The Rogers Fire Department Special Operations Team, checking equipment and reviewing procedures in anticipation of severe weather and flooding.
“Just refreshing with our protocols of what we`re going to do for certain situations where there would be swift water or just getting someone out of a bad incident,” said Captain Clint Bowen, Rogers Fire Department.
The team is composed of five members and are trained in swift water rescues.
“Aim this boat to where the victim comes under here, this is why its raised up and this won`t him in the head or anything, it goes right over them and basically you`re in the boat and you`re able to get a hold of them and pull them back up on you into the boat and then everybody pulls them onto the boat,” explained Bowen.
Equipment like a rope gun, which can shoot up to 300 feet is vital during a rescue.
“It deploys a rope across the river, so if we can’t swim across it we can deploy a rope or a life ring with it that shoots off air compressed air,” said Technical Rescue Coordinator, Jeff Parks.
One of the biggest missions the team made was in 2011, rescuing dozens of families stranded in their homes in Johnson.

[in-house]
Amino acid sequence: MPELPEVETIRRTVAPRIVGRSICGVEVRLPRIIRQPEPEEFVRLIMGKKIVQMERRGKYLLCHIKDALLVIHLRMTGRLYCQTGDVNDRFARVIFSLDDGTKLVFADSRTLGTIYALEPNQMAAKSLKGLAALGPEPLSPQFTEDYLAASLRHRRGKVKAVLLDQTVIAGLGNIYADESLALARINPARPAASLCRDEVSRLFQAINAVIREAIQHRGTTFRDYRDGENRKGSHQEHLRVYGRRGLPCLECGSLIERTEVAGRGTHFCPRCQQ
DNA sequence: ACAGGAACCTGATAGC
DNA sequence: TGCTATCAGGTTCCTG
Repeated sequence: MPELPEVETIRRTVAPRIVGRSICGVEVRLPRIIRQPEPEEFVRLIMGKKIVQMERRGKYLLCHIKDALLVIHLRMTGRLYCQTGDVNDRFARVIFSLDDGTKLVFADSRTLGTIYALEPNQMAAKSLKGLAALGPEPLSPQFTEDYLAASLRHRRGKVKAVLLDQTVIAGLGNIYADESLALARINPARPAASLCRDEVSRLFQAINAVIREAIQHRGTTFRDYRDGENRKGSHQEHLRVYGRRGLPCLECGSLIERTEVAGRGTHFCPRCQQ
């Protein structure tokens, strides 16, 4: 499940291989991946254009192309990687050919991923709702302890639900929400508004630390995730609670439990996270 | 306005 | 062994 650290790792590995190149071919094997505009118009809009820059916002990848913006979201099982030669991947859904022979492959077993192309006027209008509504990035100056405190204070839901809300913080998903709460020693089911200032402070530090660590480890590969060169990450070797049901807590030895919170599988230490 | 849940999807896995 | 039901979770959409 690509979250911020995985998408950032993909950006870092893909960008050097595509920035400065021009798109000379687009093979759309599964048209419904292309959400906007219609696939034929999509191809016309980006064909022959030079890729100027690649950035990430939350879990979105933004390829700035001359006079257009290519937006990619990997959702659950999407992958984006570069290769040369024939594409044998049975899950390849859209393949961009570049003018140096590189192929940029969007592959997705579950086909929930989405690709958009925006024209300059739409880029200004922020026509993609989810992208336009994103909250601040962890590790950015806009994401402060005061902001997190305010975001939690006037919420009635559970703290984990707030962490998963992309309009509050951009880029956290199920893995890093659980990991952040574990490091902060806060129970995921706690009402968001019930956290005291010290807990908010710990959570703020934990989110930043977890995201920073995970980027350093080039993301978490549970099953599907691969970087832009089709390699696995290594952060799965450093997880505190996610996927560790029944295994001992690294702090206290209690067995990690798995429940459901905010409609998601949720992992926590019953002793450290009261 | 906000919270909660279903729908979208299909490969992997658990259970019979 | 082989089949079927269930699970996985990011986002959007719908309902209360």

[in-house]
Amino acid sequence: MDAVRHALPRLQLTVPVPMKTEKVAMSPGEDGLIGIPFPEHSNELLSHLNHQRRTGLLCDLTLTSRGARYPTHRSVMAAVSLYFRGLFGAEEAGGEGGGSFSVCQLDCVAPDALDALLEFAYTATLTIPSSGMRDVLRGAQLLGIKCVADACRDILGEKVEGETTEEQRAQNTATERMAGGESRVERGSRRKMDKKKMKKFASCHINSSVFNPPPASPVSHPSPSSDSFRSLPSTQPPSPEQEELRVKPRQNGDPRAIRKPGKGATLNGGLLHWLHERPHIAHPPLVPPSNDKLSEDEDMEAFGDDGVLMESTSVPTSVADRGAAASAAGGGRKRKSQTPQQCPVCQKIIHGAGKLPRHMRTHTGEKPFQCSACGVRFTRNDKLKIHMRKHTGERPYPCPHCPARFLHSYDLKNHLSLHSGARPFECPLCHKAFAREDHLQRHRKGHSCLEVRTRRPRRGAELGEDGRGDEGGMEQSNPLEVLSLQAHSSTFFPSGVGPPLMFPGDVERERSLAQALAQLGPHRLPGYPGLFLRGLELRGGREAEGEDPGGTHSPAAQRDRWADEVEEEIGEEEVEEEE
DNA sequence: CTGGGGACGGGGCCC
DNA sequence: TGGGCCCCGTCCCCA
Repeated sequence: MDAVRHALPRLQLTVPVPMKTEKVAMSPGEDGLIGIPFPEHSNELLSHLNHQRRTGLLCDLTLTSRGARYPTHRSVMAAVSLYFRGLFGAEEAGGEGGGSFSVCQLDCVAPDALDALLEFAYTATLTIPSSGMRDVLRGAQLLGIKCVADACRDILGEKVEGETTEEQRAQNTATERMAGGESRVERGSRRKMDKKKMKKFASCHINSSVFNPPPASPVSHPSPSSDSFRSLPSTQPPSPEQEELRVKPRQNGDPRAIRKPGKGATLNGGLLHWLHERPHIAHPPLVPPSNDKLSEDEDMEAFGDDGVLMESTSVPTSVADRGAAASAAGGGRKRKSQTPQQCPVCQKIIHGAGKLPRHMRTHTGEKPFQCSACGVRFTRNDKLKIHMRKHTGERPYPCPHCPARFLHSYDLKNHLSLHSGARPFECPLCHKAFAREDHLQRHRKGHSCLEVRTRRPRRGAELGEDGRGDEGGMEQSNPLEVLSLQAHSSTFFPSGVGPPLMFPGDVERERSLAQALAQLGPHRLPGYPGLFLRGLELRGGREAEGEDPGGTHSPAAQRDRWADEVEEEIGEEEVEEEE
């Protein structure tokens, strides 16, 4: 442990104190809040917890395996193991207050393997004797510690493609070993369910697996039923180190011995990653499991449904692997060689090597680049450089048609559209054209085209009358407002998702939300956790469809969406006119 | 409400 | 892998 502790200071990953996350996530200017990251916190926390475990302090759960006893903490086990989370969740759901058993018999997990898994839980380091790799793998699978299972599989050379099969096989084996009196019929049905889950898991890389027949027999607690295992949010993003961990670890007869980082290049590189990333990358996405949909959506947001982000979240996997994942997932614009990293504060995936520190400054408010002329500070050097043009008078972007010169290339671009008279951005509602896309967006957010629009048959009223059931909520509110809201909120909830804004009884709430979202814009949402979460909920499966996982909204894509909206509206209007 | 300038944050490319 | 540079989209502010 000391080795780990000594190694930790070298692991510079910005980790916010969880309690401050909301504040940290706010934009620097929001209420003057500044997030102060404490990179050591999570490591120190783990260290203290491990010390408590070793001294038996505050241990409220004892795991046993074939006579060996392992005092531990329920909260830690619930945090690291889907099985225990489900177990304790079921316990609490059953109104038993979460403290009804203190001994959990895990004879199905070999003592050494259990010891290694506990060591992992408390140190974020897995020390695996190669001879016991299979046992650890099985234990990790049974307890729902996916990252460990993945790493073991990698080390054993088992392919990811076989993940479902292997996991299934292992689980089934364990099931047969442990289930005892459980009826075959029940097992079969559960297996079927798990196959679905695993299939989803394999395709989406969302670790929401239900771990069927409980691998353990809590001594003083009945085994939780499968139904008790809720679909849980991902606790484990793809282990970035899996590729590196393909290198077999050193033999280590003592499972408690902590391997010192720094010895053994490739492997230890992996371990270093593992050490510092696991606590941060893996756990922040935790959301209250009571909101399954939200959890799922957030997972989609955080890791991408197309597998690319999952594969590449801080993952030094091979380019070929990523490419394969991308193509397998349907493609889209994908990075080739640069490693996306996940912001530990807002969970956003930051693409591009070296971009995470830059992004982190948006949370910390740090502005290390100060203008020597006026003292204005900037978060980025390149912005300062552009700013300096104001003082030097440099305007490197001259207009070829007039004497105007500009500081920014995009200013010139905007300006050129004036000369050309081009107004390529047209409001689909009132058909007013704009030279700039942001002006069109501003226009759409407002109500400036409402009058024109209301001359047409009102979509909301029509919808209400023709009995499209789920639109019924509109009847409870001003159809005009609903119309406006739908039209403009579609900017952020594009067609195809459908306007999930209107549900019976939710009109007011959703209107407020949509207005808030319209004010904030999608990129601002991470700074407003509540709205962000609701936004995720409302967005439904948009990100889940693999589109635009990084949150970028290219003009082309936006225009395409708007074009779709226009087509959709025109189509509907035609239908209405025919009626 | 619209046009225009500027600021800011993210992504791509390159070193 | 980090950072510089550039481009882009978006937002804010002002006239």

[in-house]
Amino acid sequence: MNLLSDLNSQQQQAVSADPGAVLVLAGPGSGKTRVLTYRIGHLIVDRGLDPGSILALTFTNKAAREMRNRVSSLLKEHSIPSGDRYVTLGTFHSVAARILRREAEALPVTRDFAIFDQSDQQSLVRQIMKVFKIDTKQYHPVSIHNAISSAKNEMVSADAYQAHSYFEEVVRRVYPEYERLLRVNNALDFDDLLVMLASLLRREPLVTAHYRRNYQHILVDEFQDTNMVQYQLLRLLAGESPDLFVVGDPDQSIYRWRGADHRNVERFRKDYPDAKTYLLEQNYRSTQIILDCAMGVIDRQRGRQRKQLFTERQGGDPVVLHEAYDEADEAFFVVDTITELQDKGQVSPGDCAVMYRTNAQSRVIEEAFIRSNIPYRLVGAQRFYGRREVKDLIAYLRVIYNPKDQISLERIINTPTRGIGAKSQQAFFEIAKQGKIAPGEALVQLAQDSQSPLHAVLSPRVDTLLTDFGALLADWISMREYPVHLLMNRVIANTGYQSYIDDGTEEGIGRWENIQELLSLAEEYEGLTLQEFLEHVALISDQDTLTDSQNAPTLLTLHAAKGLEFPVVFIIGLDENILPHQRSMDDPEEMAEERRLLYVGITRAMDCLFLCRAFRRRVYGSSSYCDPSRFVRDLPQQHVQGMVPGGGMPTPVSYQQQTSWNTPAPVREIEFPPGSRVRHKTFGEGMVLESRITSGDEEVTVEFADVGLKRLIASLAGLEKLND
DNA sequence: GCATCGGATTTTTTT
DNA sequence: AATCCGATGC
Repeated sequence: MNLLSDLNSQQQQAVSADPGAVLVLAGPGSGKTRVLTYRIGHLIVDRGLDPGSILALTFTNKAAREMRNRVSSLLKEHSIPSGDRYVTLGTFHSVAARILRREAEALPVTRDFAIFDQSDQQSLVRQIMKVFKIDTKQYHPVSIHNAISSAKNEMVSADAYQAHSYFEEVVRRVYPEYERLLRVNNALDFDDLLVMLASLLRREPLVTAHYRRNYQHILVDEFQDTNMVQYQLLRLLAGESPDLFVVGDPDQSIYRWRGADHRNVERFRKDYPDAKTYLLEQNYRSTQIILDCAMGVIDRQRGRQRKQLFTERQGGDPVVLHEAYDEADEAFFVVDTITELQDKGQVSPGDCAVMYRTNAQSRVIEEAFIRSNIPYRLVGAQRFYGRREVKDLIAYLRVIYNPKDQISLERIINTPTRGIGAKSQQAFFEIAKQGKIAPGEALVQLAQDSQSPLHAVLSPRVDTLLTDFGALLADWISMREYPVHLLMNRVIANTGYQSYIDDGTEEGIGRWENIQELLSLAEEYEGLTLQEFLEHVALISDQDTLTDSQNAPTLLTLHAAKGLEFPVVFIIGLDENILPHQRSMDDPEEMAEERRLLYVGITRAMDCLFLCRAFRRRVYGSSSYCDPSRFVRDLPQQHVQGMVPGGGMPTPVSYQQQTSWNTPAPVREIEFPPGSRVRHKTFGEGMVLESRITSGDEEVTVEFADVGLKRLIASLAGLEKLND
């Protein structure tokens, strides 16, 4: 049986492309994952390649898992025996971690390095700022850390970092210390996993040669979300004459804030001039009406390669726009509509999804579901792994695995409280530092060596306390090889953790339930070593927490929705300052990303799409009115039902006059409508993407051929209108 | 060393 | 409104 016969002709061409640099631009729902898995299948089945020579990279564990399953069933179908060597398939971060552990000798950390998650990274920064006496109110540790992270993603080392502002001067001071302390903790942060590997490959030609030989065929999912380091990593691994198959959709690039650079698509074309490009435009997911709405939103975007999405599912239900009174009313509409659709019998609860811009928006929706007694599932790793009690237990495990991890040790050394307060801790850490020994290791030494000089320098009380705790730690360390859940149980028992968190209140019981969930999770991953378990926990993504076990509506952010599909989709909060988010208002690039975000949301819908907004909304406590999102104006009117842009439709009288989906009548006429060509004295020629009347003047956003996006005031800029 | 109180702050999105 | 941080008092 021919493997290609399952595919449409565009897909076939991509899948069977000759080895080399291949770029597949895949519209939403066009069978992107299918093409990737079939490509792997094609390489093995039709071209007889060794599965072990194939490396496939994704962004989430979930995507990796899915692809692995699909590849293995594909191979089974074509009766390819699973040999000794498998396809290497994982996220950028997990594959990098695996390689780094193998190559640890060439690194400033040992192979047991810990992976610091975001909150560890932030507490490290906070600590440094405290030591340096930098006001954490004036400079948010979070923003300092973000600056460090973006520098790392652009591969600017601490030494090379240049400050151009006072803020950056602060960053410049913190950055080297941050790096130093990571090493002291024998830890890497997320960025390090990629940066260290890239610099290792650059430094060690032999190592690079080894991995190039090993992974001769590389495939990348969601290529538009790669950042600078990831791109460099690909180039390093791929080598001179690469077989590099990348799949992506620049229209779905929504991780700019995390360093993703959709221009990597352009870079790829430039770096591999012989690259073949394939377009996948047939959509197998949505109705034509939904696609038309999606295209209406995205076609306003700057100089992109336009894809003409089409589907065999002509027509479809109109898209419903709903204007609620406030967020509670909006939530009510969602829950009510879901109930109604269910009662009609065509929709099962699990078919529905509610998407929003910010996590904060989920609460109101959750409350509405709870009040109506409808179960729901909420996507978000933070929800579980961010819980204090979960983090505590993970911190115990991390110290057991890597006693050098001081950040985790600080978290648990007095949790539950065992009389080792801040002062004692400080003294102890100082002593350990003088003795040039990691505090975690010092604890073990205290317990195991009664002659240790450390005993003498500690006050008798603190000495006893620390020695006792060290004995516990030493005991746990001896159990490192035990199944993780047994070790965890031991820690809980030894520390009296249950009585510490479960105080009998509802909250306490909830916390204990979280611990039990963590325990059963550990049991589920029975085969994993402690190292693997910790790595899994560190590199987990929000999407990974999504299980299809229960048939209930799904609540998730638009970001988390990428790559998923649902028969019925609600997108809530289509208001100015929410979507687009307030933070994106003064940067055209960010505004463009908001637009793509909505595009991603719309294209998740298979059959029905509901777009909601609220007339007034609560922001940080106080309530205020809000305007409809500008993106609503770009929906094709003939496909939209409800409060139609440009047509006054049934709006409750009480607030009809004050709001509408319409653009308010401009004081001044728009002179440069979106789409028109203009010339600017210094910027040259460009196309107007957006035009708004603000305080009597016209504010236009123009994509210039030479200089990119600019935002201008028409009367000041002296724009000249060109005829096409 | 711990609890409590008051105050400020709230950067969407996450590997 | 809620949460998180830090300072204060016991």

It can only take a few inches of rain for areas to flood, causing a dangerous situation, according to Bowen.
“It can be a matter of 30 minutes to an hour before you go from a completely rainy normal day to a specific time you should be taking action,” said Bowen,” said Bowen.
Just a foot of water will strand a car.
“When you`re vehicle is traveling only a minuet part of your tires, you got four tires that`s touching the road that the water just has to get under one of them and you`re down to a third of the stability that you had to begin with on a normal dry day,” said Bowen.
If your car does get stranded in low water Parks said you should stay in your car until emergency officials respond.